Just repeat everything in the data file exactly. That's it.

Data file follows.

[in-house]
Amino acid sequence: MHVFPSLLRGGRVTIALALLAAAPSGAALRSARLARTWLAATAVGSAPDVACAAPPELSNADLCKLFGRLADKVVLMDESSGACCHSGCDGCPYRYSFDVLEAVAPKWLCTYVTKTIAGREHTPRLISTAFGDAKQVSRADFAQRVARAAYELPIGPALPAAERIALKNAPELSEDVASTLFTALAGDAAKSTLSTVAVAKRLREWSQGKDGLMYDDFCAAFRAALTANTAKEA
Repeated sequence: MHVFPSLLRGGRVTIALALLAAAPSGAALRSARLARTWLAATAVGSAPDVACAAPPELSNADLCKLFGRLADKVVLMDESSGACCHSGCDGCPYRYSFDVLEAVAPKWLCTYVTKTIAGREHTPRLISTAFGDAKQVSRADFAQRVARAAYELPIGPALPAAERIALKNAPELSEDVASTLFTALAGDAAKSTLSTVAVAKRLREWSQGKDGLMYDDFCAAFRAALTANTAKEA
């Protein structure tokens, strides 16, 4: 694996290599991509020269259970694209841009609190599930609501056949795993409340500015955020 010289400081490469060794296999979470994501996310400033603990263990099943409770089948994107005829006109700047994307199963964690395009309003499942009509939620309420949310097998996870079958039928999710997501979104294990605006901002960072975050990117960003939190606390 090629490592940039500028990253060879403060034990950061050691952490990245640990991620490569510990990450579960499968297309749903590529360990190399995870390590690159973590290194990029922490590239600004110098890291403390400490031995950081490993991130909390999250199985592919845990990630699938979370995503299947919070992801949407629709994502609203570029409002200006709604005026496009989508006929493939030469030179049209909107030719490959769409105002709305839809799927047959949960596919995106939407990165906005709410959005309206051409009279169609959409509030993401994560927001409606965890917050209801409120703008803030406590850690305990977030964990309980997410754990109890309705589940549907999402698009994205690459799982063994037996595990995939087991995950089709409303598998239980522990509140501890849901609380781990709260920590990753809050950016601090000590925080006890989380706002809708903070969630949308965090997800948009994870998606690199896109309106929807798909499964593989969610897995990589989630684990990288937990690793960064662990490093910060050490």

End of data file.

[in-house]
Amino acid sequence: MHVFPSLLRGGRVTIALALLAAAPSGAALRSARLARTWLAATAVGSAPDVACAAPPELSNADLCKLFGRLADKVVLMDESSGACCHSGCDGCPYRYSFDVLEAVAPKWLCTYVTKTIAGREHTPRLISTAFGDAKQVSRADFAQRVARAAYELPIGPALPAAERIALKNAPELSEDVASTLFTALAGDAAKSTLSTVAVAKRLREWSQGKDGLMYDDFCAAFRAALTANTAKEA
Repeated sequence: MHVFPSLLRGGRVTIALALLAAAPSGAALRSARLARTWLAATAVGSAPDVACAAPPELSNADLCKLFGRLADKVVLMDESSGACCHSGCDGCPYRYSFDVLEAVAPKWLCTYVTKTIAGREHTPRLISTAFGDAKQVSRADFAQRVARAAYELPIGPALPAAERIALKNAPELSEDVASTLFTALAGDAAKSTLSTVAVAKRLREWSQGKDGLMYDDFCAAFRAALTANTAKEA
């Protein structure tokens, strides 16, 4: 694996290599991509020269259970694209841009609190599930609501056949795993409340500015955020 010289400081490469060794296999979470994501996310400033603990263990099943409770089948994107005829006109700047994307199963964690395009309003499942009509939620309420949310097998996870079958039928999710997501979104294990605006901002960072975050990117960003939190606390 090629490592940039500028990253060879403060034990950061050691952490990245640990991620490569510990990450579960499968297309749903590529360990190399995870390590690159973590290194990029922490590239600004110098890291403390400490031995950081490993991130909390999250199985592919845990990630699938979370995503299947919070992801949407629709994502609203570029409002200006709604005026496009989508006929493939030469030179049209909107030719490959769409105002709305839809799927047959949960596919995106939407990165906005709410959005309206051409009279169609959409509030993401994560927001409606965890917050209801409120703008803030406590850690305990977030964990309980997410754990109890309705589940549907999402698009994205690459799982063994037996595990995939087991995950089709409303598998239980522990509140501890849901609380781990709260920590990753809050950016601090000590925080006890989380706002809708903070969630949308965090997800948009994870998606690199896109309106929807798909499964593989969610897995990589989630684990990288937990690793960064662990490093910060050490």